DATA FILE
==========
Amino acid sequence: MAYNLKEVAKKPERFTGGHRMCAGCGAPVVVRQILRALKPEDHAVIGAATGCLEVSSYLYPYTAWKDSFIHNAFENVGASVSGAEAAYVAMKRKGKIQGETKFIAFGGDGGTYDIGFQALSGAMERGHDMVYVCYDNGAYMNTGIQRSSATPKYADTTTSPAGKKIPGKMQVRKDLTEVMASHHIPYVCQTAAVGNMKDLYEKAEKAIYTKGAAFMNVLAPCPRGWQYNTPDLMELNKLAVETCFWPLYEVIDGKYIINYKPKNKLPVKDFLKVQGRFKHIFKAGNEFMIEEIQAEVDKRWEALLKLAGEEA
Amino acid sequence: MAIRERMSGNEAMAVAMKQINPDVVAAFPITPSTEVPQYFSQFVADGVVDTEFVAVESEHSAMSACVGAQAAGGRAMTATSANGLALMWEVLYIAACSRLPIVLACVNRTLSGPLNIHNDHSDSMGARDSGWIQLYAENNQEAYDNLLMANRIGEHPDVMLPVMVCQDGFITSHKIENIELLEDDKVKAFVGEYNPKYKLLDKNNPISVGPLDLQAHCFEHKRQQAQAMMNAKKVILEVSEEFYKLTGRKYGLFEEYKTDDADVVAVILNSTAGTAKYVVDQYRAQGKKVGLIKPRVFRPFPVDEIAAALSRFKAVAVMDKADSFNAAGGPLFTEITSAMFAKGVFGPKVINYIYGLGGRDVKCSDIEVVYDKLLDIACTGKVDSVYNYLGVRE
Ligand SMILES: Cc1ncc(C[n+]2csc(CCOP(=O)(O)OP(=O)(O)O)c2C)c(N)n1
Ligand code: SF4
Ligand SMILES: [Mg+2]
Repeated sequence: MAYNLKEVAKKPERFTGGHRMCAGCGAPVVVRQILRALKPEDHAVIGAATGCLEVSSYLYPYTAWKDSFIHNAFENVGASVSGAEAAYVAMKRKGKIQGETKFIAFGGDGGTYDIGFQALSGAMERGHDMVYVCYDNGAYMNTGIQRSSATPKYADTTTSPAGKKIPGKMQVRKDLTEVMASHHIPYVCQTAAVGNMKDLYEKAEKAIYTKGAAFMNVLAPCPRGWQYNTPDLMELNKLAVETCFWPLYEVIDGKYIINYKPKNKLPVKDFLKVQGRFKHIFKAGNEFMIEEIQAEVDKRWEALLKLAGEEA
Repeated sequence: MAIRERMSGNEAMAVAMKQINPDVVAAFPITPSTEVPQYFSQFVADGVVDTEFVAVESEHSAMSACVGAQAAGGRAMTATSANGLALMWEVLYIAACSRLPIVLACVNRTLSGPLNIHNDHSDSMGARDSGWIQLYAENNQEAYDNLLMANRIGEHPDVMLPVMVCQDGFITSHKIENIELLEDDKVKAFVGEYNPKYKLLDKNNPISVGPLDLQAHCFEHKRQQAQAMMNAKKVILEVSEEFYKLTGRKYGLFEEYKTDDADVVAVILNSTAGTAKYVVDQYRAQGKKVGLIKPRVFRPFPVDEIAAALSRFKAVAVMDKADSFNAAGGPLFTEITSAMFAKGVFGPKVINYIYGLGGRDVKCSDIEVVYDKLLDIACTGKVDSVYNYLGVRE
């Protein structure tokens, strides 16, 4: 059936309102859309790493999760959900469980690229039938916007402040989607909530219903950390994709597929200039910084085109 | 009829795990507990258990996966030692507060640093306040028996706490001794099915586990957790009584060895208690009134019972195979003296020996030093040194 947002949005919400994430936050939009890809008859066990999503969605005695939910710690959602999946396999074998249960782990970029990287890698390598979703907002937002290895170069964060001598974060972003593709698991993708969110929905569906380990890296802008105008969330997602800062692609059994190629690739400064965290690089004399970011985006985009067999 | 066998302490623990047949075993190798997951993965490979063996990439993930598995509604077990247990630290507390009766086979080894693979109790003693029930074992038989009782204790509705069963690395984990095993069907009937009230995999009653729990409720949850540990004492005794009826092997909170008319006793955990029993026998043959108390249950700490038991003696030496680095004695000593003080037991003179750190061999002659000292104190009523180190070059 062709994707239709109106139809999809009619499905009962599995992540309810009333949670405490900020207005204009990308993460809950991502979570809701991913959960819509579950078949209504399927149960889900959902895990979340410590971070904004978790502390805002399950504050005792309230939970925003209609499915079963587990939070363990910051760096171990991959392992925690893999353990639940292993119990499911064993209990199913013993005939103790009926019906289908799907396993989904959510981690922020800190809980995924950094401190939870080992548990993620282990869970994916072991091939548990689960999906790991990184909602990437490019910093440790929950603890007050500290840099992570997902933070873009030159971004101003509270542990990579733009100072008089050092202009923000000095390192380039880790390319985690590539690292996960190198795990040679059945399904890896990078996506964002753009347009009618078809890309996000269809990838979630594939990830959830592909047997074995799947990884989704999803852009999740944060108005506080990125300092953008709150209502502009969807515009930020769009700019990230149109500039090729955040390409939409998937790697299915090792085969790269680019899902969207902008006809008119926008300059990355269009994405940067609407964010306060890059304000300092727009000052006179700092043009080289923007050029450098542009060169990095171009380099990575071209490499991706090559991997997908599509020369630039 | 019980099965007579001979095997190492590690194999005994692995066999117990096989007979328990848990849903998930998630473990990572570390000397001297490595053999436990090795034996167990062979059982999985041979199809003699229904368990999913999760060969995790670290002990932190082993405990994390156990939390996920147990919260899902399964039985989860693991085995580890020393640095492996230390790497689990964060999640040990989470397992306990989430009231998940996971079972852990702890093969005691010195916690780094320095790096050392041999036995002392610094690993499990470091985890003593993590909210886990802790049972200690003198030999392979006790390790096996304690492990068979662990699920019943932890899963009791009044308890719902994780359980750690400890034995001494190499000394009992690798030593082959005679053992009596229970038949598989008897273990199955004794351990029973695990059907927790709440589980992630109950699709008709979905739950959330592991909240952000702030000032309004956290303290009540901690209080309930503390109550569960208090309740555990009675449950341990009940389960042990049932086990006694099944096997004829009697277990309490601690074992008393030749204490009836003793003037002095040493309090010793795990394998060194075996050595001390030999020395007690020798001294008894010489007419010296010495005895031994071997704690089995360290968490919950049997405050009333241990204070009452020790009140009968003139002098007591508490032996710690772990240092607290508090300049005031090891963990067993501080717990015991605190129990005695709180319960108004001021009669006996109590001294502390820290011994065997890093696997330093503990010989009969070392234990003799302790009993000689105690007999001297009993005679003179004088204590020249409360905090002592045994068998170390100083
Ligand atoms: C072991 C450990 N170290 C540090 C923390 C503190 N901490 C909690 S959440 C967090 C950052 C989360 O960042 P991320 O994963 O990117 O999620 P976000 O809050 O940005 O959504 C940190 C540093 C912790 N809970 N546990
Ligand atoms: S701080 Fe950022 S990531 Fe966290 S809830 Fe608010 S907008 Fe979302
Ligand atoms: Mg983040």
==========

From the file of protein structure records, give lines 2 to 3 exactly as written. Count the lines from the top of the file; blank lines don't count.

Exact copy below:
Amino acid sequence: MAIRERMSGNEAMAVAMKQINPDVVAAFPITPSTEVPQYFSQFVADGVVDTEFVAVESEHSAMSACVGAQAAGGRAMTATSANGLALMWEVLYIAACSRLPIVLACVNRTLSGPLNIHNDHSDSMGARDSGWIQLYAENNQEAYDNLLMANRIGEHPDVMLPVMVCQDGFITSHKIENIELLEDDKVKAFVGEYNPKYKLLDKNNPISVGPLDLQAHCFEHKRQQAQAMMNAKKVILEVSEEFYKLTGRKYGLFEEYKTDDADVVAVILNSTAGTAKYVVDQYRAQGKKVGLIKPRVFRPFPVDEIAAALSRFKAVAVMDKADSFNAAGGPLFTEITSAMFAKGVFGPKVINYIYGLGGRDVKCSDIEVVYDKLLDIACTGKVDSVYNYLGVRE
Ligand SMILES: Cc1ncc(C[n+]2csc(CCOP(=O)(O)OP(=O)(O)O)c2C)c(N)n1